What Loggins demonstrated last night was his ability to use music to take the crowd on a journey not just through his career — which has included writing hit songs for movies, such as “It’s Alright,” from “Caddyshack”; “Danger Zone,” from “Top Gun”; and “Footloose,” from the movie by the same name — but also through his life. Loggins shared stories about his father, daughter and first wife and how those relationships shaped his songwriting.
BERNADETTE MARTY | Reporter
The nearly sold-out crowd sang along to the lyrics of “Danny’s Song” with Kenny Loggins last night at the season opener of the J. Scheidegger Center Concert series.
It’s a special magic that can only happen at a live concert, when the entire crowed erupts into song. A magic that was then elevated when his band joined in in a perfect three-part harmony.
No one can deny that Loggins is an incredible songwriter. He has the Grammys to prove it.
Loggins first brought the crowd to its feet during a standing ovation after his performance of “Celebrate Me Home.” He left the stage and worked the crowd, shaking hands and high-fiving guests in the first row and on the periphery.
Loggins brought the crowd to its feet twice more, first when he performed the aforementioned songs during his first encore. Loggins and his band returned for a second encore where he played “Your Mama Don’t Dance,” before bringing the crowd back down by finishing with a slow piano-prominent piece called “Forever.”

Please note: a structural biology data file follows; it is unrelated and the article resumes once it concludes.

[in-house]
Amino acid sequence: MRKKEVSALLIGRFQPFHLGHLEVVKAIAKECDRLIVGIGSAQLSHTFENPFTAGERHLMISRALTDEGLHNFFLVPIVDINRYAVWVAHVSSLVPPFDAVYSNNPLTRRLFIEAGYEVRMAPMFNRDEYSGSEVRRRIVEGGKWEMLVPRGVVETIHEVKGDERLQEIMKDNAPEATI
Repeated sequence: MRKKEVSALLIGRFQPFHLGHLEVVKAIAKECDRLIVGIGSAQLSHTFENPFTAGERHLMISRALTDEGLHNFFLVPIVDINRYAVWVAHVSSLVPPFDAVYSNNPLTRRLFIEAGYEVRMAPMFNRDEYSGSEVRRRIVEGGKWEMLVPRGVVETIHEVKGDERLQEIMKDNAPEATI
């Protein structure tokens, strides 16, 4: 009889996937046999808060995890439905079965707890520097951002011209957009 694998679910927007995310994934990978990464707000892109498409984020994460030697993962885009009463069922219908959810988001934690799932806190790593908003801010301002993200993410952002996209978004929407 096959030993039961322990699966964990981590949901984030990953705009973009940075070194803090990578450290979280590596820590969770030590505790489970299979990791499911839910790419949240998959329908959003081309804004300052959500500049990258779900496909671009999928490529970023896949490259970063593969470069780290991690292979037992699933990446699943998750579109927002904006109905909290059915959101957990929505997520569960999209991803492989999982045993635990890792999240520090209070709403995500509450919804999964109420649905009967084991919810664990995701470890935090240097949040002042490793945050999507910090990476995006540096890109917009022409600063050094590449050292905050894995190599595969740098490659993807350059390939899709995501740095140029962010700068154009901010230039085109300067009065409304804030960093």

If you’re asking yourself why Lindenwood would bring in a performer old enough to be a freshman’s grandfather, remember that the goal of the J. Scheidegger Center touring series is twofold: first, to realize Lindenwood’s commitment to the community through cultural enrichment and entertainment, and secondly, to provide a hands-on laboratory for the technical theater students to work alongside industry professionals.
The lighting of the show was great, reflecting and exaggerating emotional moments in songs both melodically and lyrically speaking. The sound was executed flawlessly; the bass, drums, vocals and three guitars were all mixed cleanly and clearly. That’s a good thing too because of the many things Loggins did well last night, including telling jokes and stories. Loggins also surrounded himself with a band of incredible musicians.
People might have come for honest, catchy songs straight from the songwriter, but they got much more.
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